In the central nervous system (CNS) myelin is present not only in white matter, but also in varying amounts in many gray matter areas. In addition to the function of electrical insulation of axons, myelin and oligodendrocytes contain molecules that are powerful inhibitors of neurite growth. Nevertheless plastic changes involving sprouting of nerve terminals occur in several brain regions of adult animals after partial lesions. In this study we have tried to correlate the plastic potential of CNS regions with the degree of their myelination. The expression of the growth-associated protein GAP-43 was used as an indicator of the potential for plastic changes, and a histological myelin stain was used to assess myelination. We have found that myelination and GAP-43 expression have strikingly inverse expression patterns in the majority of CNS gray matter areas. Densely myelinated regions, that is, most brainstem nuclei, the tegmentum, and the inferior colliculus, are low in GAP-43. In contrast, unmyelinated or lightly myelinated areas, such as the substantia gelatinosa of the spinal cord, the nucleus of the solitary tract, or the septum, express high levels of GAP-43. Areas known to show lesion-induced sprouting are typically high in GAP-43 and only lightly myelinated. During postnatal development the myelination pattern precedes the GAP-43 pattern, a sequence that is consistent with a role of myelin and the associated neurite growth inhibitors in modifying GAP-43 expression.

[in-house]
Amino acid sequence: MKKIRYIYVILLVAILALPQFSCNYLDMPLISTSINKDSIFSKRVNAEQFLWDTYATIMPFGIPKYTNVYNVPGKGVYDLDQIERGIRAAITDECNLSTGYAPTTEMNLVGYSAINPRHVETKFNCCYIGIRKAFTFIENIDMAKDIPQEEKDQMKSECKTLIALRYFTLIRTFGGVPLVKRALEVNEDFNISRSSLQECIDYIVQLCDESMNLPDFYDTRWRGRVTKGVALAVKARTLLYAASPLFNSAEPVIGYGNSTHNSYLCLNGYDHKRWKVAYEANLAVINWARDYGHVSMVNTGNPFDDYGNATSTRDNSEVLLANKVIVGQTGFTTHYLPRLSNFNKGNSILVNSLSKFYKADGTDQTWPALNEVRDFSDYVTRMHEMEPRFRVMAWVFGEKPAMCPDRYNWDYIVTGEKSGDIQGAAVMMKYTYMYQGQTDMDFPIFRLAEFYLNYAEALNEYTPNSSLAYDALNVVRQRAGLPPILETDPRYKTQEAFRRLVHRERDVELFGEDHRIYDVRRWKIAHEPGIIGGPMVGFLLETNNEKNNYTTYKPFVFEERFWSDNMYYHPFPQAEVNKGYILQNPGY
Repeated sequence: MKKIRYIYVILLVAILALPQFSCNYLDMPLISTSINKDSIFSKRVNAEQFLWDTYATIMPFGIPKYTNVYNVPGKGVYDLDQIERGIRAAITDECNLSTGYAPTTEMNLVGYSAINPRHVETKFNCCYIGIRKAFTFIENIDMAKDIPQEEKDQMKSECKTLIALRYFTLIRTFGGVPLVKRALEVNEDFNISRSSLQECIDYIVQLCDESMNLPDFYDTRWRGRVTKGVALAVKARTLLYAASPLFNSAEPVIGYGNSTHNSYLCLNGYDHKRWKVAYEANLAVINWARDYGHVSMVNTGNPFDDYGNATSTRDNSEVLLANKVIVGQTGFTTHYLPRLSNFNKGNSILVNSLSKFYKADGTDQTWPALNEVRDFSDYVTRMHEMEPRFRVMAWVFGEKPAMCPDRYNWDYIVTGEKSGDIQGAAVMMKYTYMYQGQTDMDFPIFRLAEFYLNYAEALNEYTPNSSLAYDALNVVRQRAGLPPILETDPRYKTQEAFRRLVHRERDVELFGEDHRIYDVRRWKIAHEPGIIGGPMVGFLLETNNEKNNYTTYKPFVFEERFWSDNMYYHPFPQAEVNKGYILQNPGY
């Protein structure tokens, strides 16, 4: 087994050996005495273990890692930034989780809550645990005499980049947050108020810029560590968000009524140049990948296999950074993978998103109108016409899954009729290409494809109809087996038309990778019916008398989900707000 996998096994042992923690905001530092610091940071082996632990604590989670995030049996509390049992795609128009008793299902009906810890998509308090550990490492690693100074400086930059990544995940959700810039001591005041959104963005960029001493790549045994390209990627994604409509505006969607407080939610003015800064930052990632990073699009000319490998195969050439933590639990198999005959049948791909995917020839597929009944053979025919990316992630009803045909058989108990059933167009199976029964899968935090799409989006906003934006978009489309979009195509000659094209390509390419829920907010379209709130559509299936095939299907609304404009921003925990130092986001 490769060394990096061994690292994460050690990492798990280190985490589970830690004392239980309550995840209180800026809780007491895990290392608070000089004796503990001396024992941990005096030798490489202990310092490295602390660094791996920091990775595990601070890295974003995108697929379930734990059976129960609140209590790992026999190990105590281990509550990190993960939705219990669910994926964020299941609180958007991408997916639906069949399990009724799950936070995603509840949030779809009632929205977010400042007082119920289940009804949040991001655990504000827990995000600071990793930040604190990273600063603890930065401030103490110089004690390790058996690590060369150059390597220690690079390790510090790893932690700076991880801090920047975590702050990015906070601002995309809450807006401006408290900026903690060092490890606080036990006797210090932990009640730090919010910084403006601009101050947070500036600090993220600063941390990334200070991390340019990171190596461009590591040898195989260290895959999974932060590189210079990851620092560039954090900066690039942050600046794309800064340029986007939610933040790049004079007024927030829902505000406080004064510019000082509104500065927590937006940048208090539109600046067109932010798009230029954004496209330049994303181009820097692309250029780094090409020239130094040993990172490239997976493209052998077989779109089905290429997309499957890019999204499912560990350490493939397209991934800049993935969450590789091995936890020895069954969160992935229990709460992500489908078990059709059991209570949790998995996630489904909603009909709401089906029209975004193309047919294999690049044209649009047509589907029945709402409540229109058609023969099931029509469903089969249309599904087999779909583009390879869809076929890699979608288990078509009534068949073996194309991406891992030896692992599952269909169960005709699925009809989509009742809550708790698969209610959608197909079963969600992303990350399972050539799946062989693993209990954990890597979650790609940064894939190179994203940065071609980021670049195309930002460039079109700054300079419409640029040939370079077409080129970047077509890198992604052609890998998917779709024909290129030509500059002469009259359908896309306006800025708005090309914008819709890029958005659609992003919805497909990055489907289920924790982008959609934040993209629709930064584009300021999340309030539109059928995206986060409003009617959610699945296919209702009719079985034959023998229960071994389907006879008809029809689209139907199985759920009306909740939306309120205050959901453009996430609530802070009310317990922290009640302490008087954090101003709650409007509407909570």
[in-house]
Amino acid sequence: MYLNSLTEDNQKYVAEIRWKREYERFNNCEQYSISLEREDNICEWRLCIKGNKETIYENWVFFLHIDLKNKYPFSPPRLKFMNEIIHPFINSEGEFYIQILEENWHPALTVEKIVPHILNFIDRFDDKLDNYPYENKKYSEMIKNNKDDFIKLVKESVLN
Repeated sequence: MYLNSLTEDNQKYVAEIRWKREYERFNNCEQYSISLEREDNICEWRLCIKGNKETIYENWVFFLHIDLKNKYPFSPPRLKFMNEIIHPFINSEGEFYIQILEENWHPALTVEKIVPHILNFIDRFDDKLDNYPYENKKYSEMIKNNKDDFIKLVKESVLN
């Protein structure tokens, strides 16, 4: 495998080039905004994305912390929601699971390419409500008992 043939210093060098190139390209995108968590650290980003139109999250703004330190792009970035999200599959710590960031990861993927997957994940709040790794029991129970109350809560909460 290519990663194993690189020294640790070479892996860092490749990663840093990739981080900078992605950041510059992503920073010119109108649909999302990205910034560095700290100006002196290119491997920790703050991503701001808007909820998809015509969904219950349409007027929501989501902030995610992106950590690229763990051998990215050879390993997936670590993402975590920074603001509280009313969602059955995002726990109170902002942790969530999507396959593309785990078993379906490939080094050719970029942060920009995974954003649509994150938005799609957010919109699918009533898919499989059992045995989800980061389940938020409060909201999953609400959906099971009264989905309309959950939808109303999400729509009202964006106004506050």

Our results support the hypothesis that myelin-associated neurite growth inhibitors are involved in regulating the stability of neural connections. © Wiley-Liss, Inc.